House Leadership Keeps Promise To Moderates, Schedules Vote On Bipartisan Infrastructure Package

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Michael Ginsberg Congressional Correspondent
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The House of Representatives will vote on the bipartisan Infrastructure Investment and Jobs Act (IIJA) on Sept. 27, Majority Leader Steny Hoyer told reporters Tuesday.

The announcement keeps a promise Speaker of the House Nancy Pelosi made to a group of moderate Democrats led by New Jersey Rep. Josh Gottheimer, but is sure to anger the furthest-left members of the party. Those Democrats, led by New York Rep. Alexandria Ocasio-Cortez and Washington Rep. Pramila Jayapal, have promised to block the IIJA if it is not brought to the floor for a vote at the same time as the $3.5 trillion Build Back Better Act.

Democrats will bring the Build Back Better Act to the floor for a vote “as soon as it’s ready,” Hoyer said, according to Politico.

The moderate faction agreed in late August to vote to begin the reconciliation process in exchange for Pelosi’s promise that she would bring the IIJA to the floor on Sept. 27. The moderates had previously vowed to oppose a budget resolution until the IIJA, which passed the Senate 69-30, passed the House.

Pelosi and President Joe Biden had previously promised to pass both bills simultaneously, with Biden threatening to veto the IIJA unless the two are passed “in tandem.” The IIJA contains traditional infrastructure spending, including roads, bridges, broadband internet, and the U.S.’s electrical grid, while the Build Back Better Act is expected to include massive amounts of social spending, including universal preschool and a Medicare expansion. (RELATED: ANALYSIS: Special Pork Projects Drive The Biden Infrastructure Deal Through The Senate)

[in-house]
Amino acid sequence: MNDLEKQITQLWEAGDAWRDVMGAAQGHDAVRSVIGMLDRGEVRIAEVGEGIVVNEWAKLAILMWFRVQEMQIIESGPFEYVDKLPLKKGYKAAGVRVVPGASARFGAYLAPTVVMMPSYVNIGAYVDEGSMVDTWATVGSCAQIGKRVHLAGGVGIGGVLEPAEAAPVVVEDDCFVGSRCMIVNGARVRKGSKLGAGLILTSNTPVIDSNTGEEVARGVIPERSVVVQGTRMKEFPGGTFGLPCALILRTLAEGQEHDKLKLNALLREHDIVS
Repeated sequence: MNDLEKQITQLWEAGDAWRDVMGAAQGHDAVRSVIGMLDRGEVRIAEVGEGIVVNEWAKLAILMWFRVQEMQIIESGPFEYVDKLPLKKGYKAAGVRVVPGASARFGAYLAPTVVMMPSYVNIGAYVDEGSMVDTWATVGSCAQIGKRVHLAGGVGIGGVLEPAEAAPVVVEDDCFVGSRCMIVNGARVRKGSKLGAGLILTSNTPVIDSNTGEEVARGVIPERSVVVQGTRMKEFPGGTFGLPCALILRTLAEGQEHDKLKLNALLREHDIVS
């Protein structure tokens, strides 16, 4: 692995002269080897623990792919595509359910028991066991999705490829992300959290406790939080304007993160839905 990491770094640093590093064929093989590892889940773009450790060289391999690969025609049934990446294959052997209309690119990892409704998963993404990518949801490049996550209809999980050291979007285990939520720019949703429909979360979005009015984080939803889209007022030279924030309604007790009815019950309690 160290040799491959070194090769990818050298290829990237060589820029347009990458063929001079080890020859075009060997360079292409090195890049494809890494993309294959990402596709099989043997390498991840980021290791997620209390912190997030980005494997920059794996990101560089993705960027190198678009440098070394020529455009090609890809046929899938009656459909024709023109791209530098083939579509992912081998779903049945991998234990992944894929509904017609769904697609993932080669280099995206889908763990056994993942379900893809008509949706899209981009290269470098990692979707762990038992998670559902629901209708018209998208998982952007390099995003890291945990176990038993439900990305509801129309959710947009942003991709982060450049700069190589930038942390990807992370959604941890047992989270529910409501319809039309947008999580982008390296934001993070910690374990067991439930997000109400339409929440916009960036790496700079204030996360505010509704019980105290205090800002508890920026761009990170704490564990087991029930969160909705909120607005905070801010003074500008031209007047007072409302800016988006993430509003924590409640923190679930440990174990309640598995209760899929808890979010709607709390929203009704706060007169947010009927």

The Build Back Better Act will not be brought to the House floor by Sept. 27, and Democratic leadership is struggling to keep all of its members on board. A key drug pricing provision was blocked in committee on Sept. 15 after three Democrats voted with Republicans to kill it. Florida Rep. Stephanie Murphy, a key moderate, voted against the bill in the Ways and Means Committee, although she has said that she will vote for a final package that is “appropriately targeted and fiscally responsible.” North Carolina Rep. Alma Adams, a co-chair of the HBCU Caucus, has also threatened to oppose the bill if it does not include new funding for historically black colleges and universities.

In the Senate, West Virginia’s Joe Manchin and Arizona’s Kyrsten Sinema have expressed skepticism about the size of the package, with Manchin calling for a “strategic pause” due to inflation concerns. Manchin has reportedly expressed interest in waiting until 2022 to pass the legislation.

Looming over the IIJA vote is the threat from far-left lawmakers to block the legislation. The Progressive Caucus has 96 members, and chairwoman Jayapal has promised that the group will “only vote for the infrastructure bill after passing the reconciliation bill.”

“Nothing would give me more pleasure than to tank a billionaire, dark money, fossil fuel, Exxon lobbyist-drafted ‘energy’ infrastructure bill if they come after our child care and climate priorities,” Ocasio-Cortez posted on Instagram on Sept. 9.